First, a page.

Scenario 2: FiT reduction will lead to further market boom
It is my belief however that, without a cap, but with further cut-backs on the FiT up to 22% in 2012, as regulated by law, the German market and global market will continue to grow rapidly. There is a good chance that the industry can bear this 22%. First of all, there is still room for reduction of PV system costs. Modules can be produced cheaper by technology improvements, and further upscale of mass production and acceptance of a lower profit margin. Some manufacturers of crystalline modules stated that they are already close to $1 per Watt production cost. Add to that cheaper inverters and other BOS components, where cost reductions based on mass production have not yet really taken off, and turnkey PV system cost should be close to $2,50 per watt very soon. And with the Euro improving against the dollar as currently is the trend, it should be feasible.

Back-up market for Germany
In other words, there will be room to keep the German market going. And, once module and system prices are this low, other markets like Italy, with higher FiT’s will become even more attractive and thus very thirsty for modules and systems too. Not to forget about the many new and emerging markets, like the UK, India, China, etc. Bringing down the PV system prices to match the German requirements will also open up new markets. All in all this could lead to an even greater hunger for modules and systems on the global market. Manufacturers will sell as much as possible in the most profitable markets and sell anything else in Germany. In this scenario, the global market could grow along with the industry, which is still expanding its capacity rapidly and with new entrants looking for a piece of the pie. This scenario could lead to continued strong growth of the global PV market and industry until at least 2012.

44 more GW in Germany by 2014?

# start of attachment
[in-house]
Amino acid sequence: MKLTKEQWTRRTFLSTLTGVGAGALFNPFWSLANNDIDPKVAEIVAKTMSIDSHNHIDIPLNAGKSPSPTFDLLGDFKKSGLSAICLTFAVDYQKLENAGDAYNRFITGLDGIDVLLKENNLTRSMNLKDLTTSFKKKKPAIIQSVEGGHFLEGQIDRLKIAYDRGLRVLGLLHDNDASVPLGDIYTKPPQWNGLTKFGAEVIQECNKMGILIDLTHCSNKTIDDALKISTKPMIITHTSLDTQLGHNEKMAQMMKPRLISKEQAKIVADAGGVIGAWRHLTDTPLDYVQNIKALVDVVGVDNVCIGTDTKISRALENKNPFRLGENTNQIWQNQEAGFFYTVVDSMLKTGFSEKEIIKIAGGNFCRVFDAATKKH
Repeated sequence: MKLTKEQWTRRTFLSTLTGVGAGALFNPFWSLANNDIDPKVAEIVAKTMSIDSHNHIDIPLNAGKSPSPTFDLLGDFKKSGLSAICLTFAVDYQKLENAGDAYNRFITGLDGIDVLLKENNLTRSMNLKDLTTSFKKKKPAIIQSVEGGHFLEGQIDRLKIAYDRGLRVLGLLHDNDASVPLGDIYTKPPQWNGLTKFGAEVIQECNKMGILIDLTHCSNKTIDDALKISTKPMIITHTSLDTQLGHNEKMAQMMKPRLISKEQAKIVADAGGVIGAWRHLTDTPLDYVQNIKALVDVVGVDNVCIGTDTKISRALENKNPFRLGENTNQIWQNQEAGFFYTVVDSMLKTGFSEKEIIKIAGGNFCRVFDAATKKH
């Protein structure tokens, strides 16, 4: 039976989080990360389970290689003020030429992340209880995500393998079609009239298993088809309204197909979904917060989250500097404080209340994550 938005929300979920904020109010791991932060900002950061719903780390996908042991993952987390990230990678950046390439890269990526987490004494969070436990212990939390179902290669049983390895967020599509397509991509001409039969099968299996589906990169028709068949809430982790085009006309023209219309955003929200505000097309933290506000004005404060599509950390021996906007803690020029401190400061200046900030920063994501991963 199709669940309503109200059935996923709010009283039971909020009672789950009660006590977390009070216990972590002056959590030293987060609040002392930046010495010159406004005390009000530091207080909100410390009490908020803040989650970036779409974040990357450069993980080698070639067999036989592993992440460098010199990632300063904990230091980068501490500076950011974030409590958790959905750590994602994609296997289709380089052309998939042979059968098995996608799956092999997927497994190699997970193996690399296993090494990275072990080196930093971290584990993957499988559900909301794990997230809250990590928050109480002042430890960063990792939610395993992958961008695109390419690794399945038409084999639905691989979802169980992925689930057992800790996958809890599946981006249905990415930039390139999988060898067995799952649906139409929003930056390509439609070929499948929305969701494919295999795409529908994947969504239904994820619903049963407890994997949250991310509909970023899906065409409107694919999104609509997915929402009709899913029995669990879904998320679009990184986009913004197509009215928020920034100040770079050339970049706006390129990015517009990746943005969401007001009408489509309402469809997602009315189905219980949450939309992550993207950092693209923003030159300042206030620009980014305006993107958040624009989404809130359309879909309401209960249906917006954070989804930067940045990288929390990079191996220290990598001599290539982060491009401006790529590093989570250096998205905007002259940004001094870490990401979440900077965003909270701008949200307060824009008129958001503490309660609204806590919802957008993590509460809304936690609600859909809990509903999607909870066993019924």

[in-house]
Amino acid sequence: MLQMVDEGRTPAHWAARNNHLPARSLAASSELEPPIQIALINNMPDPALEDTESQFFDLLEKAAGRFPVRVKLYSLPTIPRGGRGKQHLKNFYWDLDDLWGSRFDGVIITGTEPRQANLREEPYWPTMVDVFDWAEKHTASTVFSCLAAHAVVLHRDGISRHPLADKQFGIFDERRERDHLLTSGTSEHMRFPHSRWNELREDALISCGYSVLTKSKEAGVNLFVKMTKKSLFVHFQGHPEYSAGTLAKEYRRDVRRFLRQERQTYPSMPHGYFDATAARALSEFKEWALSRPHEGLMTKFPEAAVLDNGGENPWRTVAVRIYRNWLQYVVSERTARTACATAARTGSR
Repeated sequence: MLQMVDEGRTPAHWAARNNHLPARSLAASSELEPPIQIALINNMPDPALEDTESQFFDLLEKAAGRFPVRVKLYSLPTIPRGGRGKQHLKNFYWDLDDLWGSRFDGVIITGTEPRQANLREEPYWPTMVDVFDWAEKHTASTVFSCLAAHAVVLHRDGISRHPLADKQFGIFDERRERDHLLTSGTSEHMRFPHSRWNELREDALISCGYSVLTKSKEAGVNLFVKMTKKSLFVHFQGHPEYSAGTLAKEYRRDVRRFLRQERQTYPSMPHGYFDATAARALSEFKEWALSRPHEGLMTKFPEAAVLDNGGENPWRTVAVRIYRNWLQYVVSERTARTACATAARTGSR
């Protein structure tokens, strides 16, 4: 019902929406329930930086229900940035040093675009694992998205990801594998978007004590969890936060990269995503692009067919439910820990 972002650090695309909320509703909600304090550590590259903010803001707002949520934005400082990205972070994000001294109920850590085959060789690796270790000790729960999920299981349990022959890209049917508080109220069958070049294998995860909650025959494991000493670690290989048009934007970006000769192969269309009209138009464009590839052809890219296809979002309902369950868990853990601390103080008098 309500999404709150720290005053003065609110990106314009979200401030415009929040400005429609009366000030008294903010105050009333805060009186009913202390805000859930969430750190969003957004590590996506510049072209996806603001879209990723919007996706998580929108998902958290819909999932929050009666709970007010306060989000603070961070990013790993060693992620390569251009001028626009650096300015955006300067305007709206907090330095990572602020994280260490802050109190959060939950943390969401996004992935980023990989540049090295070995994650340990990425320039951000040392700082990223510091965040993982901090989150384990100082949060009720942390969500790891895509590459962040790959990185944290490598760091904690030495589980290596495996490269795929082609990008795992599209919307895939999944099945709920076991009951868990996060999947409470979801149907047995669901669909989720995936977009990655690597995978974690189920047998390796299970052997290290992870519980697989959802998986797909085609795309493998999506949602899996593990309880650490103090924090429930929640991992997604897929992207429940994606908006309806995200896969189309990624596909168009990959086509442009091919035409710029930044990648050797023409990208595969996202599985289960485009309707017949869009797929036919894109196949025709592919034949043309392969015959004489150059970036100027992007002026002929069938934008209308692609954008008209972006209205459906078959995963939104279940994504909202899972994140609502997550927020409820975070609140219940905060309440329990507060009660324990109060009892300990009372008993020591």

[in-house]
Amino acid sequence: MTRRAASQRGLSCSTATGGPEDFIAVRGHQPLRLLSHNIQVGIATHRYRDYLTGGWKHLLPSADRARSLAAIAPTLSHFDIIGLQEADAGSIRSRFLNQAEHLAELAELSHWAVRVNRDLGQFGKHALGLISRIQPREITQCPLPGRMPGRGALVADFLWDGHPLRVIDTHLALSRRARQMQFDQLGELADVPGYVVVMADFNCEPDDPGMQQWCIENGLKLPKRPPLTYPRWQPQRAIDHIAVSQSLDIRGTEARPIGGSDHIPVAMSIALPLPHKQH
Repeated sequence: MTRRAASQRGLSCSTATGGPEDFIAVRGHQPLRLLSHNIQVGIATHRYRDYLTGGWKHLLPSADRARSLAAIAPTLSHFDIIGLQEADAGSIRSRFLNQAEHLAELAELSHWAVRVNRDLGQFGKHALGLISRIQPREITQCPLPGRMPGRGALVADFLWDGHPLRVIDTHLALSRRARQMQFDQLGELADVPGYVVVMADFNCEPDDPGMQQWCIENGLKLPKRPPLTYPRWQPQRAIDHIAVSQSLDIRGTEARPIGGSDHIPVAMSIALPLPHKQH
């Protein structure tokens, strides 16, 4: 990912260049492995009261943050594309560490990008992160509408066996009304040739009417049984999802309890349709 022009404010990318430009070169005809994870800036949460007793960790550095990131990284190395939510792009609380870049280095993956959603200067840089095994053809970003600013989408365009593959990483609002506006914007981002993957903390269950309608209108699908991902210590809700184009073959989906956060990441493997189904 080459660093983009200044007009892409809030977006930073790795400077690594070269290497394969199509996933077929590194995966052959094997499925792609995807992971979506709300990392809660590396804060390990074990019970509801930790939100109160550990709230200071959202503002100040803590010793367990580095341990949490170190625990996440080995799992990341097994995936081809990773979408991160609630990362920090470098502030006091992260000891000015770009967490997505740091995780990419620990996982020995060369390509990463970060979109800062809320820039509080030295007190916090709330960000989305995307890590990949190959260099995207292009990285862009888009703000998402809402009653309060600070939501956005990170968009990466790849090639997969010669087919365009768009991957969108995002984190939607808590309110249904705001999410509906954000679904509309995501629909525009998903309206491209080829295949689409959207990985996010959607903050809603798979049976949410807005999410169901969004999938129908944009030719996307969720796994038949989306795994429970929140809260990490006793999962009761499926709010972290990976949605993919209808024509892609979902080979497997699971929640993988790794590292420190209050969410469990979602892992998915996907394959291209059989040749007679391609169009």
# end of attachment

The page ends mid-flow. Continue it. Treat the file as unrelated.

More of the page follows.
This scenario will give other markets the possibility to grow and build up their business infrastructure. By the end of 2012 these markets, like the US, Italy, India and other Asian and European markets will then become ready to consume multi GW’s per year. That will hopefully make the world market able to survive a fall back scenario in Germany. And that seems inevitable in the end. Even a ‘modest’ 30% annual market growth scenario in Germany would mean an additional 44 GW of installed PV power by 2014. There are enough question marks if Germany, its grid and energy infrastructure can accept this huge amount of solar energy production capacity.

The maximum beer consumption
So, let’s hope the German government understands the dilemma and will give its industry and market at least another 2 years of reduced FiT, but without any cap. That will give the rest of the world the possibility to get ready for GW consumption, for the modules Germany can’t take anymore. That will not only help the global PV industry, but of course its own German solar businesses as well. They will then be able to expand their activities to these new markets in the coming years. It is a little like the Germans taking beer. They can consume a lot and maybe even the most per capita in the world, but there is a physical limit too…

Geen opmerkingen:

Een reactie posten